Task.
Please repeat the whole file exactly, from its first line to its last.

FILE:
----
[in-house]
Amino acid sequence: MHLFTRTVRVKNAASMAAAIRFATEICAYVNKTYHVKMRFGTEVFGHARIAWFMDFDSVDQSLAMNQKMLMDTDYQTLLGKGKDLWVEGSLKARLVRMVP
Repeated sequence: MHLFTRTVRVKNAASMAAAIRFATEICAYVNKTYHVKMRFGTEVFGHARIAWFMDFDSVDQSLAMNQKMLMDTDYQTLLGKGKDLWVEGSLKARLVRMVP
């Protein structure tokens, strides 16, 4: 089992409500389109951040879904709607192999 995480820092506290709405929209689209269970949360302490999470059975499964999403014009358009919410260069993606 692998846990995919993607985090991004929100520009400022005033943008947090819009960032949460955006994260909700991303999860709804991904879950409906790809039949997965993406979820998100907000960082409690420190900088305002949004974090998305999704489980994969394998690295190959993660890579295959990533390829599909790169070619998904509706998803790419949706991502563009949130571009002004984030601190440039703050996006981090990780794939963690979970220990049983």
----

[in-house]
Amino acid sequence: MHLFTRTVRVKNAASMAAAIRFATEICAYVNKTYHVKMRFGTEVFGHARIAWFMDFDSVDQSLAMNQKMLMDTDYQTLLGKGKDLWVEGSLKARLVRMVP
Repeated sequence: MHLFTRTVRVKNAASMAAAIRFATEICAYVNKTYHVKMRFGTEVFGHARIAWFMDFDSVDQSLAMNQKMLMDTDYQTLLGKGKDLWVEGSLKARLVRMVP
């Protein structure tokens, strides 16, 4: 089992409500389109951040879904709607192999 995480820092506290709405929209689209269970949360302490999470059975499964999403014009358009919410260069993606 692998846990995919993607985090991004929100520009400022005033943008947090819009960032949460955006994260909700991303999860709804991904879950409906790809039949997965993406979820998100907000960082409690420190900088305002949004974090998305999704489980994969394998690295190959993660890579295959990533390829599909790169070619998904509706998803790419949706991502563009949130571009002004984030601190440039703050996006981090990780794939963690979970220990049983």